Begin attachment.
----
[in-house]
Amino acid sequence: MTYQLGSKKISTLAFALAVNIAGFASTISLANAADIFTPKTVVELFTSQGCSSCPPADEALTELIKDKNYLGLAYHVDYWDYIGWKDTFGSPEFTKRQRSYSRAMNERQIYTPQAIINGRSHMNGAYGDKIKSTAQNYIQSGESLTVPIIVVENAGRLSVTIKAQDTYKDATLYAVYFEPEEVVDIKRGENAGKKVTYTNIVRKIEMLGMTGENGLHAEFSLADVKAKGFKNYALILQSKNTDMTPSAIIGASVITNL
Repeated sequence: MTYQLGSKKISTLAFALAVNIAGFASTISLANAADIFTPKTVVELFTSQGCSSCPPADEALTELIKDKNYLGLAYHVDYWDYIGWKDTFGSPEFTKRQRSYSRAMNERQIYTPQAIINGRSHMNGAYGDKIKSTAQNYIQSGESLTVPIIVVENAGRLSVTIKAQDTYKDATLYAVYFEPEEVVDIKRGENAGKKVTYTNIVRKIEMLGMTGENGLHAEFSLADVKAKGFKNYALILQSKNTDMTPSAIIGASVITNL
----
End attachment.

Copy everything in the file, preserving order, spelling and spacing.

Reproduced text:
[in-house]
Amino acid sequence: MTYQLGSKKISTLAFALAVNIAGFASTISLANAADIFTPKTVVELFTSQGCSSCPPADEALTELIKDKNYLGLAYHVDYWDYIGWKDTFGSPEFTKRQRSYSRAMNERQIYTPQAIINGRSHMNGAYGDKIKSTAQNYIQSGESLTVPIIVVENAGRLSVTIKAQDTYKDATLYAVYFEPEEVVDIKRGENAGKKVTYTNIVRKIEMLGMTGENGLHAEFSLADVKAKGFKNYALILQSKNTDMTPSAIIGASVITNL
Repeated sequence: MTYQLGSKKISTLAFALAVNIAGFASTISLANAADIFTPKTVVELFTSQGCSSCPPADEALTELIKDKNYLGLAYHVDYWDYIGWKDTFGSPEFTKRQRSYSRAMNERQIYTPQAIINGRSHMNGAYGDKIKSTAQNYIQSGESLTVPIIVVENAGRLSVTIKAQDTYKDATLYAVYFEPEEVVDIKRGENAGKKVTYTNIVRKIEMLGMTGENGLHAEFSLADVKAKGFKNYALILQSKNTDMTPSAIIGASVITNL